“The Princess and the Dragon of Publishing”
Once upon a time there was a writer (really she was a princess) and she created characters and divided the light from the darkness, the good from the evil, and she looked at it and said, “This is good.”
But, her Beta-Readers said, “Not so much.”
And the princess revised and said, “Let there be magical agents and publishing contracts and oodles of green money!”
But, the agents said, “I wish you the best of luck in finding representation elsewhere.”
Now the Writer Princess had a decision to make. Should she self-publish, submit to editors, start again, or quit?
Before we get into this I should tell you that I am a traditional kind of gal. I believe in children and family and happy endings. I think Bruce Willis should be forever young and blowing up stuff on the Silver Screen and that all men should be Spiderman down deep inside. That said I also love audio books on long drives and the magical poof of a digital book appearing on my reader-because it’s way cool, right?
But really, the question is not Traditional Publishing versus Digital or the Wicked Queen plotting against the Beautiful Princess. The big publishers have embraced the digital age. Agents work their collective behinds off to keep up on each innovation and trend. The big question is: Does she want a happy ending?
I can tell you from my own experience that earning an agent’s representation is glorious. Good agents have spent years and countless hours learning the business and establishing sterling reputations. They keep up with the thousands of things that a serious writer simply has no time for. They have a mysterious ability to take what you write and to see where your manuscript will fit in this confusing whirlwind of modern publishing.
Princess, I have nothing against self-publishing and if you’re impatient, honestly, it may be what you need. Because even with computers and super-fast email, traditional publishing still depends on eyes to read and brains to think. Unfortunately, technology hasn’t developed a way for these to work faster. The only difference I can see between self-published authors and traditional ones is the ability to wait for months and even years.
However, if you self-publish, you need a lot more than the ability to write. I’m not saying it can’t be done, oh, no. But, you can’t self-publish for free and your writing time goes out the window when you make the switch from writer to marketer. From the information I can gather, it seems that the average book sell numbers for a self-published author are around 150-200 copies (unless you have an excellent, well-edited book and oodles of time and money to publicize it). In my humble opinion, 200 copies aren’t worth the effort. If you can’t put yourself out there and promote like a pro (and pay for the promotional costs) maybe another way would be better.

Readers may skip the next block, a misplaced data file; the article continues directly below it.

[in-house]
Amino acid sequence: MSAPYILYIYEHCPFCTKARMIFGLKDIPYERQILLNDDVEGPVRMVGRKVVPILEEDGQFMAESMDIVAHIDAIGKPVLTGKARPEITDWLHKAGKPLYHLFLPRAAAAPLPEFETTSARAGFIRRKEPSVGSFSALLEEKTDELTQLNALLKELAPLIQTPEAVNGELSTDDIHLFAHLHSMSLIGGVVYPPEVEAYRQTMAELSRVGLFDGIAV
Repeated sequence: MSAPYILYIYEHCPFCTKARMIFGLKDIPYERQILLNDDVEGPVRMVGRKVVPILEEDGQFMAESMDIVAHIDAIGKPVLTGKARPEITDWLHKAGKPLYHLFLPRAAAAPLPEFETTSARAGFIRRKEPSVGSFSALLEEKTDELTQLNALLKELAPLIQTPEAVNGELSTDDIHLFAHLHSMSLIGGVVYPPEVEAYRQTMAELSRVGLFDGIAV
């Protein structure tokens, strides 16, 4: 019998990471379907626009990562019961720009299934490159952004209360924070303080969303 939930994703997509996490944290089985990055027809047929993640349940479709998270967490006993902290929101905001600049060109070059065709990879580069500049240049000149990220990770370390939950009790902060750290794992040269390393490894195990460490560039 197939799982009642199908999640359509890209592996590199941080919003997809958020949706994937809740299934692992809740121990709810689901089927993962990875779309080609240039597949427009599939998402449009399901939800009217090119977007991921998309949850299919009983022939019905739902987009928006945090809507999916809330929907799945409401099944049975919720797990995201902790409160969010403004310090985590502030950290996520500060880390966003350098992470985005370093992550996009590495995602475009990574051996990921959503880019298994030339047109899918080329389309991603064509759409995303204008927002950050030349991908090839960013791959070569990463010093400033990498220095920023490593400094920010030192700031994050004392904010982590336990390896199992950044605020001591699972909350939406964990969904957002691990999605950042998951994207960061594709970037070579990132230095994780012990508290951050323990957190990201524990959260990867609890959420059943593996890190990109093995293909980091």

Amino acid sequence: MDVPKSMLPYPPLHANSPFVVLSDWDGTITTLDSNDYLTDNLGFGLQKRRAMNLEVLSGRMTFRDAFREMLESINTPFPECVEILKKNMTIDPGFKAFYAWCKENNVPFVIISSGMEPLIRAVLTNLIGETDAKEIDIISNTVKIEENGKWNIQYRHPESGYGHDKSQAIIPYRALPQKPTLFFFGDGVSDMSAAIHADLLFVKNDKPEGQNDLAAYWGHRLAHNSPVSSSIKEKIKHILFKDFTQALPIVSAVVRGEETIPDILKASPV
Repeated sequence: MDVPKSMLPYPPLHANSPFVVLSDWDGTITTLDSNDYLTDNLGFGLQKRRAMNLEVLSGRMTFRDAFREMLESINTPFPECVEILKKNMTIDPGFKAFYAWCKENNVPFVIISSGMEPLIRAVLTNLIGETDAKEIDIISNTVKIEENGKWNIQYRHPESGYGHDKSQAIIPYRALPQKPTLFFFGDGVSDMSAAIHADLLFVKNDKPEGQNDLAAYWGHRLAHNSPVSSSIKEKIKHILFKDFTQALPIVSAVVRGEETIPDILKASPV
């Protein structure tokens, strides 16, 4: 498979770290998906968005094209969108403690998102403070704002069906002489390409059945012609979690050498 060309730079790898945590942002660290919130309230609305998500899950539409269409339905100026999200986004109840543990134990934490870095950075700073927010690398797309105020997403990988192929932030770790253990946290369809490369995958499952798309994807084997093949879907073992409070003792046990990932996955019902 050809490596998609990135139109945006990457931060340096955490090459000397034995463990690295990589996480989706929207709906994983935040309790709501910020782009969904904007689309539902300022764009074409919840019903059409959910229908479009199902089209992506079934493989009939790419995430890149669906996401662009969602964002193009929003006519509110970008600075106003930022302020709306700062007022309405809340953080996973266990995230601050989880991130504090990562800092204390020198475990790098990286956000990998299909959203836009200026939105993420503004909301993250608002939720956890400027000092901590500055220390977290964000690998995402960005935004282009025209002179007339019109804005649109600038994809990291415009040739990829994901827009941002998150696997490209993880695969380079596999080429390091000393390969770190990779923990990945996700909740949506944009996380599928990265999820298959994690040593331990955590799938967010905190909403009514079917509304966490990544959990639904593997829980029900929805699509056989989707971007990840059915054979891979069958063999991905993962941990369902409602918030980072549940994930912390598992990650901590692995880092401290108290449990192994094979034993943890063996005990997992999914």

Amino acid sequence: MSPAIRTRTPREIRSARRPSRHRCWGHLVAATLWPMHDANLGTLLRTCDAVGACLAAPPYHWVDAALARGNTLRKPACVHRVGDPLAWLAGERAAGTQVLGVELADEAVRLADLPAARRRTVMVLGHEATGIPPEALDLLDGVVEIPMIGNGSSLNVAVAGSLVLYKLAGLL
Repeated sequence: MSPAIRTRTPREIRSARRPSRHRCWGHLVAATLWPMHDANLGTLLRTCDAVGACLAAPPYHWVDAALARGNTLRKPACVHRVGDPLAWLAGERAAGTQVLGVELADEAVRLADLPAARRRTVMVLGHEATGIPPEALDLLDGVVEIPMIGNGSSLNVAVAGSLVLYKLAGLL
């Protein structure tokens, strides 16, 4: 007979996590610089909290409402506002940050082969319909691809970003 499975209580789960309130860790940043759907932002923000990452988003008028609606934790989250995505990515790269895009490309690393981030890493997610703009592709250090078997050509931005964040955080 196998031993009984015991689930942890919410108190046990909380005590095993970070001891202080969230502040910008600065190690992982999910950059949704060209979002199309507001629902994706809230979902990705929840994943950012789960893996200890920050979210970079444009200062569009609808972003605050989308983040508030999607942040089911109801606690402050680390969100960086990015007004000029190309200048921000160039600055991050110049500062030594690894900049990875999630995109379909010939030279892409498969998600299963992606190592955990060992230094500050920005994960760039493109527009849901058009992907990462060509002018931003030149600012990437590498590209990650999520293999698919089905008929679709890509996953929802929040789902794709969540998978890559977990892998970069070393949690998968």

The princess might submit to editors but, if she’s lucky enough to be found in the slush pile, how will she understand the contract she signs? Will she have the necessary contract negotiation skills? I asked Deidre Knight, President of The Knight Agency, to name just a few monsters that could hide in a publishing contract waiting to eat our princess:
One of an agent’s many contractual tasks is to make sure that your option clause doesn’t prevent you from taking on additional projects-or that it prevents you from offering a project elsewhere if the publisher passes (to name just two elements that arise with this clause). An agent also inspects the non-compete clause, so it doesn’t bog down your ability to publish with other houses, create sequels and prequels or even go self-publish as you’d like. Not to mention reversion clauses! Do you really want that publisher to own your rights forever and always, even if they’re only selling 15 copies a year? What if the publisher declares bankruptcy-how do you reclaim your rights? If someone uploads your book as fan fiction over on some Harry Pottery site, how do you and the publisher proceed?”
Princess, when you pour your heart, mind, and energy into your book you deserve more than worries and a learning curve the size of Mount Rushmore. You need a knight.
Her third option would be to start again with a new book, query, and this time find an agent. Think about it Princess, a shiny new storyline, new characters to discover, and a plotline full of adventures. But now you know more, your writing is cleaner and your descriptions sharp. You have more tools in your writing toolbox. This time you understand how to plant the seeds of the ending at the start of the book and a million other things you learned along the way.
We’ve all read authors who started out good, progressed to great, and are now keeping us awake all night to finish their new books. I’d bet green money that they all have a manuscript (or six, or eight) under the bed that will never see the light of day. Writers write. Agents sell. Publishers publish. Tuck your manuscript somewhere safe. Print off the rejection letters, put them in a file, and start again.
Work, patience, and a hard head with an open mind will get you where you want to go. Anyone can, with effort, live the fairy tale.
Or, you can quit-but you won’t be a princess anymore.
Written By Julie Butcher-Fedynich
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The Princess and the Dragon of Publishing
The Princess and the Dragon of Publishing. Once upon a time there was a writer (really she was a princess) and she created characters and divided the light from the darkness, the good from the evil, and she looked at it and said, “This is good.”